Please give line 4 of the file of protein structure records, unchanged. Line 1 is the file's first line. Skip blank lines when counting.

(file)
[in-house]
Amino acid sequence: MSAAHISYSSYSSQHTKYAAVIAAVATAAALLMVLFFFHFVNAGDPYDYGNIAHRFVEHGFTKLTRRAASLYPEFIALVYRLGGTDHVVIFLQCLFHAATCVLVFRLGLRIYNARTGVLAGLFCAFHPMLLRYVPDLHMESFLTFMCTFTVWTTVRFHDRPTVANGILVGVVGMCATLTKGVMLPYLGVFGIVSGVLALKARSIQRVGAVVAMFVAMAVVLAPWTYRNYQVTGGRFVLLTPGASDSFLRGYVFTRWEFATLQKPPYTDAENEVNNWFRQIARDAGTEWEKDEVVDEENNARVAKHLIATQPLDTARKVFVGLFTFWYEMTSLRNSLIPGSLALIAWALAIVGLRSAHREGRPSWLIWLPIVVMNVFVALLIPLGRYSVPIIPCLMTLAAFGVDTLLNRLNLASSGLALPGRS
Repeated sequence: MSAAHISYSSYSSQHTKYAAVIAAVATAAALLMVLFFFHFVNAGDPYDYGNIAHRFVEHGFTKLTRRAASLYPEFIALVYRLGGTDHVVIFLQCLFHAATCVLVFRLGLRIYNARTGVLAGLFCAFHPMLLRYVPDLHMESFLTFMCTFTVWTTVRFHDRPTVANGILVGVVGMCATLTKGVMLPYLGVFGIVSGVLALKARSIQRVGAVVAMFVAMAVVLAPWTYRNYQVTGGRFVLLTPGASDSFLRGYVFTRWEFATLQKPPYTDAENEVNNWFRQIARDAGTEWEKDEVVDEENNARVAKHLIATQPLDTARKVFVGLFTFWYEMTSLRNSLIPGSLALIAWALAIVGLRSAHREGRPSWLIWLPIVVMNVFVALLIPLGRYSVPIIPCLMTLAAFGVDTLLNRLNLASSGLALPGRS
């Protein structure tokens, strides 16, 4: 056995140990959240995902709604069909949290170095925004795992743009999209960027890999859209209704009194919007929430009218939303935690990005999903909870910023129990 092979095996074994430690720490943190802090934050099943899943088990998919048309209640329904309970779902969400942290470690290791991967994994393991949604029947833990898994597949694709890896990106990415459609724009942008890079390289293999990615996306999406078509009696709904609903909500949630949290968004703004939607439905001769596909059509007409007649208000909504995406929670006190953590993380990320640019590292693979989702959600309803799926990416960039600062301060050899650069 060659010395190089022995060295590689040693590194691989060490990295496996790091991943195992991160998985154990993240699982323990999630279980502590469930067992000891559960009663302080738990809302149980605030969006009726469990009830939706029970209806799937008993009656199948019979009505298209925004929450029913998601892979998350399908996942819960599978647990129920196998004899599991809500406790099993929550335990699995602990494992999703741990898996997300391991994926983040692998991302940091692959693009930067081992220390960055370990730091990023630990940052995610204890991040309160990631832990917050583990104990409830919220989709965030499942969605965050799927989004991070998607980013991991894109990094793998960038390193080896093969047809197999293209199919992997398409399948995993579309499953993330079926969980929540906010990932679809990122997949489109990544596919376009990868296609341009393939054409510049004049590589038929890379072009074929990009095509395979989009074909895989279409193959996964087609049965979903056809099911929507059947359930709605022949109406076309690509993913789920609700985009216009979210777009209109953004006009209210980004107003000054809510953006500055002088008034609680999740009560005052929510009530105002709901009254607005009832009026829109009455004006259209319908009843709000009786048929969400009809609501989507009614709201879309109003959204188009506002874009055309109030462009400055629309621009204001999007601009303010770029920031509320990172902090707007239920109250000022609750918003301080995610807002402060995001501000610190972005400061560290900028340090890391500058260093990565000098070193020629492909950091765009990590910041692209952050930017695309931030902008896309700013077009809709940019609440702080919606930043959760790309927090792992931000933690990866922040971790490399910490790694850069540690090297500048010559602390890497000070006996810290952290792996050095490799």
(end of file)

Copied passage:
């Protein structure tokens, strides 16, 4: 056995140990959240995902709604069909949290170095925004795992743009999209960027890999859209209704009194919007929430009218939303935690990005999903909870910023129990 092979095996074994430690720490943190802090934050099943899943088990998919048309209640329904309970779902969400942290470690290791991967994994393991949604029947833990898994597949694709890896990106990415459609724009942008890079390289293999990615996306999406078509009696709904609903909500949630949290968004703004939607439905001769596909059509007409007649208000909504995406929670006190953590993380990320640019590292693979989702959600309803799926990416960039600062301060050899650069 060659010395190089022995060295590689040693590194691989060490990295496996790091991943195992991160998985154990993240699982323990999630279980502590469930067992000891559960009663302080738990809302149980605030969006009726469990009830939706029970209806799937008993009656199948019979009505298209925004929450029913998601892979998350399908996942819960599978647990129920196998004899599991809500406790099993929550335990699995602990494992999703741990898996997300391991994926983040692998991302940091692959693009930067081992220390960055370990730091990023630990940052995610204890991040309160990631832990917050583990104990409830919220989709965030499942969605965050799927989004991070998607980013991991894109990094793998960038390193080896093969047809197999293209199919992997398409399948995993579309499953993330079926969980929540906010990932679809990122997949489109990544596919376009990868296609341009393939054409510049004049590589038929890379072009074929990009095509395979989009074909895989279409193959996964087609049965979903056809099911929507059947359930709605022949109406076309690509993913789920609700985009216009979210777009209109953004006009209210980004107003000054809510953006500055002088008034609680999740009560005052929510009530105002709901009254607005009832009026829109009455004006259209319908009843709000009786048929969400009809609501989507009614709201879309109003959204188009506002874009055309109030462009400055629309621009204001999007601009303010770029920031509320990172902090707007239920109250000022609750918003301080995610807002402060995001501000610190972005400061560290900028340090890391500058260093990565000098070193020629492909950091765009990590910041692209952050930017695309931030902008896309700013077009809709940019609440702080919606930043959760790309927090792992931000933690990866922040971790490399910490790694850069540690090297500048010559602390890497000070006996810290952290792996050095490799």